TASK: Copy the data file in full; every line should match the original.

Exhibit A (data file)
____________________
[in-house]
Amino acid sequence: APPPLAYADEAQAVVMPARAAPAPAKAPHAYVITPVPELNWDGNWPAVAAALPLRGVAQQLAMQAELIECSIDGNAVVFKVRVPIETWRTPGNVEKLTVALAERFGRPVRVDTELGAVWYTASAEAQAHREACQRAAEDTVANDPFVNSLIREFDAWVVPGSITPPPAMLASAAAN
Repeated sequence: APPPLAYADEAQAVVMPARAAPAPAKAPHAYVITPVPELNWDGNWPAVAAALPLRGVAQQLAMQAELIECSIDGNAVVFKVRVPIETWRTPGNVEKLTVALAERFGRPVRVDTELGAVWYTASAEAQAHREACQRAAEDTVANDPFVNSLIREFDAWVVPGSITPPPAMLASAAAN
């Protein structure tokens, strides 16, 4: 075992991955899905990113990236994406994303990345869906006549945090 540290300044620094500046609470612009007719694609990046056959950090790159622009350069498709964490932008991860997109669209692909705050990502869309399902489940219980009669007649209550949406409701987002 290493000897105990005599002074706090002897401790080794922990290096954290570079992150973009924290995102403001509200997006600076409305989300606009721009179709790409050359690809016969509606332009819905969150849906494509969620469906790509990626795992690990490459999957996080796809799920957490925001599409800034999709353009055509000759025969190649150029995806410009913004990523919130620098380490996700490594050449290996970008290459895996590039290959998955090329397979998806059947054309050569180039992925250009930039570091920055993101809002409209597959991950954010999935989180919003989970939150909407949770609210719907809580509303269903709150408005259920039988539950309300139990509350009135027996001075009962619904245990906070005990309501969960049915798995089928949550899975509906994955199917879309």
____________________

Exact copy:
[in-house]
Amino acid sequence: APPPLAYADEAQAVVMPARAAPAPAKAPHAYVITPVPELNWDGNWPAVAAALPLRGVAQQLAMQAELIECSIDGNAVVFKVRVPIETWRTPGNVEKLTVALAERFGRPVRVDTELGAVWYTASAEAQAHREACQRAAEDTVANDPFVNSLIREFDAWVVPGSITPPPAMLASAAAN
Repeated sequence: APPPLAYADEAQAVVMPARAAPAPAKAPHAYVITPVPELNWDGNWPAVAAALPLRGVAQQLAMQAELIECSIDGNAVVFKVRVPIETWRTPGNVEKLTVALAERFGRPVRVDTELGAVWYTASAEAQAHREACQRAAEDTVANDPFVNSLIREFDAWVVPGSITPPPAMLASAAAN
């Protein structure tokens, strides 16, 4: 075992991955899905990113990236994406994303990345869906006549945090 540290300044620094500046609470612009007719694609990046056959950090790159622009350069498709964490932008991860997109669209692909705050990502869309399902489940219980009669007649209550949406409701987002 290493000897105990005599002074706090002897401790080794922990290096954290570079992150973009924290995102403001509200997006600076409305989300606009721009179709790409050359690809016969509606332009819905969150849906494509969620469906790509990626795992690990490459999957996080796809799920957490925001599409800034999709353009055509000759025969190649150029995806410009913004990523919130620098380490996700490594050449290996970008290459895996590039290959998955090329397979998806059947054309050569180039992925250009930039570091920055993101809002409209597959991950954010999935989180919003989970939150909407949770609210719907809580509303269903709150408005259920039988539950309300139990509350009135027996001075009962619904245990906070005990309501969960049915798995089928949550899975509906994955199917879309």